Car accidents are unfortunately far more common than most people in California realize. Of the thousands of fatalities that result from these wrecks, a significant portion were the direct result of a drunk driver. While some wrecks might be the result of unavoidable circumstances, a car accident caused by a drunk driver is simply not.
According to data from 2014, over 32,000 traffic fatalities occurred on the nation’s roads that year. Of those, a third were attributed to drunk drivers. With the number of deaths from drunk driving accidents averaging out to one about every hour or so, some advocates are pushing for harsher policies regarding drunk driving laws and policies.
The typical .08 blood-alcohol concentration limit that most people are familiar with has its roots in legislation passed back in 2000. Although the new national standard is lower than the law previously allowed, experts point out that having a .08 BAC still leaves drivers significantly impaired even when they do not feel as if they are. This BAC is associated with about four alcoholic beverages, at which point vision and reaction time are impaired and the ability to process information takes a huge hit. Even at only two alcoholic beverages, the ability to drive, multitask and make sound judgment is highly diminished.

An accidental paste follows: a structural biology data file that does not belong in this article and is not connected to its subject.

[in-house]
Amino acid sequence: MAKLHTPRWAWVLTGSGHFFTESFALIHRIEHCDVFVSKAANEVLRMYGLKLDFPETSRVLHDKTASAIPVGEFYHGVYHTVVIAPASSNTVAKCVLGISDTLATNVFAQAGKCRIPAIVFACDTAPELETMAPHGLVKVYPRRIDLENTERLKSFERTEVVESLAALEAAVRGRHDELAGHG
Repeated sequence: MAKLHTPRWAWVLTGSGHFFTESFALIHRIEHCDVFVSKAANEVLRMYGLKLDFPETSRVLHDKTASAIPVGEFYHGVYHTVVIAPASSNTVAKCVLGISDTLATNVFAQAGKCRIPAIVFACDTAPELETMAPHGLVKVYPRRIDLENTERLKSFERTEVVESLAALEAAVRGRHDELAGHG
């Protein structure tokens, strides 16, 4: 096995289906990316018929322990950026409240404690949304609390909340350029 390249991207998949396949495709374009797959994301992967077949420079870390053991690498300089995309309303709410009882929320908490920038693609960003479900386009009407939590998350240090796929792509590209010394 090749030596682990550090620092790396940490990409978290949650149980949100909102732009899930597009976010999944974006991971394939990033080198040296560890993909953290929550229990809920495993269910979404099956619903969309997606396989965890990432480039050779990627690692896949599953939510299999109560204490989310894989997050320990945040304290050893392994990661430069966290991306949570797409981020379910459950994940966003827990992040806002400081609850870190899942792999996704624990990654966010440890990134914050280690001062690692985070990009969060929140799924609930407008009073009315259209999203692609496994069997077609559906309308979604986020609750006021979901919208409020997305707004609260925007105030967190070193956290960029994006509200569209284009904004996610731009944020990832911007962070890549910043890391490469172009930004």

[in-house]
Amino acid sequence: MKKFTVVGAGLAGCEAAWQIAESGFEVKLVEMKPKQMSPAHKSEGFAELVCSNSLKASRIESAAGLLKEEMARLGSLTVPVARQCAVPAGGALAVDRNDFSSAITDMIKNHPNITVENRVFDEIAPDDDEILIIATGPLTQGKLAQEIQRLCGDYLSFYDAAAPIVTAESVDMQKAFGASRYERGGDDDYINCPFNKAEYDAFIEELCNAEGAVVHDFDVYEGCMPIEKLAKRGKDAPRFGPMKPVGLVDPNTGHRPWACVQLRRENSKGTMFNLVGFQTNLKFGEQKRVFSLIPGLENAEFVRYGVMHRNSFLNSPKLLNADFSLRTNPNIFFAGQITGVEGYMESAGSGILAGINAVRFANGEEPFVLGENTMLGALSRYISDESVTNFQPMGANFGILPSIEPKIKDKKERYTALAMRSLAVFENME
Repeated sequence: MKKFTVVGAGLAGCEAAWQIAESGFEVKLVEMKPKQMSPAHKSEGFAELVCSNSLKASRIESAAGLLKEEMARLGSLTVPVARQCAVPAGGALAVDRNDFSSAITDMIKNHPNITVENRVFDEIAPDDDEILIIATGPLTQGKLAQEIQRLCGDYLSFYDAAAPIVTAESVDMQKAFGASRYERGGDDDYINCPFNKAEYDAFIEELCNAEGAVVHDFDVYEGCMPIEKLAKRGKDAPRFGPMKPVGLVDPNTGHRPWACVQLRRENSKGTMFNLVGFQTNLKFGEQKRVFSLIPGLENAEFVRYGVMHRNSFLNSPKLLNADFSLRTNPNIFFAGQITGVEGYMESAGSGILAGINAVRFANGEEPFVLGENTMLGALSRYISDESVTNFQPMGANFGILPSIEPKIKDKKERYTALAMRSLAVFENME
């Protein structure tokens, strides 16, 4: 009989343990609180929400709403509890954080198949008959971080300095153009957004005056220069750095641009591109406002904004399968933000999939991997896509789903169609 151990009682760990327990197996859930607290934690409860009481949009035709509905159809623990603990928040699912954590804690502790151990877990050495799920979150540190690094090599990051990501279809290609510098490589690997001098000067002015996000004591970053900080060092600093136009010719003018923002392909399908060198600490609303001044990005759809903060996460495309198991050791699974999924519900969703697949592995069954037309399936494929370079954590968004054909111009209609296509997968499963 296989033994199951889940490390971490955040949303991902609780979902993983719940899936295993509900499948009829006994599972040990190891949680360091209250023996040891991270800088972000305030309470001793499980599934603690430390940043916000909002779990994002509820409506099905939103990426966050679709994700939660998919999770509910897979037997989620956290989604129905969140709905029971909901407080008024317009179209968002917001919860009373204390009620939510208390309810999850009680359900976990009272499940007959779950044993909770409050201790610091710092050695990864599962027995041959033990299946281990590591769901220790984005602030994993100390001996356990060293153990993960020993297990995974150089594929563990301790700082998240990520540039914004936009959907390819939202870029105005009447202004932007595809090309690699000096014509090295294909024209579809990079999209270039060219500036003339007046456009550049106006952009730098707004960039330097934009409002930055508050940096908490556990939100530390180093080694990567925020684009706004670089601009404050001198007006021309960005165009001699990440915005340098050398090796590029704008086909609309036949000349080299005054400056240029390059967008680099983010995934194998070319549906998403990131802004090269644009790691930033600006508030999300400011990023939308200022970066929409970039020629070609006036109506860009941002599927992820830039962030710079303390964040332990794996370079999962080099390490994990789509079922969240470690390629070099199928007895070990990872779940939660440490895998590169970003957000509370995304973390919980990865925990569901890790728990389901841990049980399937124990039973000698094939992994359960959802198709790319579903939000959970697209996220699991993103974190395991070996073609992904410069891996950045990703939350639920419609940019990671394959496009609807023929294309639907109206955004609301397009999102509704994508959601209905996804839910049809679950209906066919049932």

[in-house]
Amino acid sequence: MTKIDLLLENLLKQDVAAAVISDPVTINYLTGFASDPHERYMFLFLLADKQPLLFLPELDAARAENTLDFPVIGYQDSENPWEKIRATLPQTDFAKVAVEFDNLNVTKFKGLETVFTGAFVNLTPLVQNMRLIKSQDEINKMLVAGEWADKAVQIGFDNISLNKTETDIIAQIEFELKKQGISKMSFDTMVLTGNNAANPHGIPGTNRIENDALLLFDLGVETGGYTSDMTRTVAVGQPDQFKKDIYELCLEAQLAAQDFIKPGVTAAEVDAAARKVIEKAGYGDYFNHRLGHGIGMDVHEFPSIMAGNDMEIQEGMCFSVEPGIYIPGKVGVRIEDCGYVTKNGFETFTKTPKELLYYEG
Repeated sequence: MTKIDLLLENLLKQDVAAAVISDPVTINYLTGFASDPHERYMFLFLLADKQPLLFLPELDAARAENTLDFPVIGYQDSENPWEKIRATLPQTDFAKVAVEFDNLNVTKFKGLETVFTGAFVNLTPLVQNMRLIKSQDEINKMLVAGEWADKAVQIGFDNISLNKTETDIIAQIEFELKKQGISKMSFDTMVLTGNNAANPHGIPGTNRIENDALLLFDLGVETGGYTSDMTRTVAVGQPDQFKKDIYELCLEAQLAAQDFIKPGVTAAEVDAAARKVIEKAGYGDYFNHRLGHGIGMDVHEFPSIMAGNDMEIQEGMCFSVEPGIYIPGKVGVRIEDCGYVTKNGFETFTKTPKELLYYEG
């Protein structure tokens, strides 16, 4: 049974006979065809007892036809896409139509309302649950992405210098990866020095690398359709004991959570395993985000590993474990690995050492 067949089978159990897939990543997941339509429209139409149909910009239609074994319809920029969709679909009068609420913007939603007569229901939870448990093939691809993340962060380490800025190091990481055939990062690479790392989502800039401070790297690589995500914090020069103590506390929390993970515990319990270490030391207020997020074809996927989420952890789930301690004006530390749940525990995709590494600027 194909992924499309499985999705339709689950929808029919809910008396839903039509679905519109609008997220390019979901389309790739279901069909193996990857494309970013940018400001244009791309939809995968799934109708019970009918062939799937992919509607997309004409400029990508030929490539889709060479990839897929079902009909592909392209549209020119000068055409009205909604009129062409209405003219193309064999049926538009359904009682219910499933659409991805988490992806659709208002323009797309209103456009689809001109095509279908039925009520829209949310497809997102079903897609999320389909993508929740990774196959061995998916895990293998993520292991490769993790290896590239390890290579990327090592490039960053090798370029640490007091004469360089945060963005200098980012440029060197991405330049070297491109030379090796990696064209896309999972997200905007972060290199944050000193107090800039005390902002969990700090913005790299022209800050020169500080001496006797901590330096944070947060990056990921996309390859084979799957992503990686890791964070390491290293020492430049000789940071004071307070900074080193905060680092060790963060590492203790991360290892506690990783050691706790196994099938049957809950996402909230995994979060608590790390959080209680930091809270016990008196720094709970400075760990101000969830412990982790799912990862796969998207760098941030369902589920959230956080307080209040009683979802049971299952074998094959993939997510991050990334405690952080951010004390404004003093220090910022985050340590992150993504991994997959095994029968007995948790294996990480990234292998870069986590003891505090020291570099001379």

Scientific evidence demonstrates that the risk of causing a drunk driving car accident with a BAC of .08 is nearly two times the risk at .05. Still, California and other states across the country maintain this relatively high legal limit, putting other motorists on the roadway at serious risk for injuries and even death. When these types of tragedies occur, most victims and their families understand the importance of achieving just compensation for their damages through the actions of either personal injury or wrongful death claims in the civil court system.
Source: The Huffington Post, “Drunk Driving Laws Don’t Match The Research“, Brad J. Uren, July 22, 2016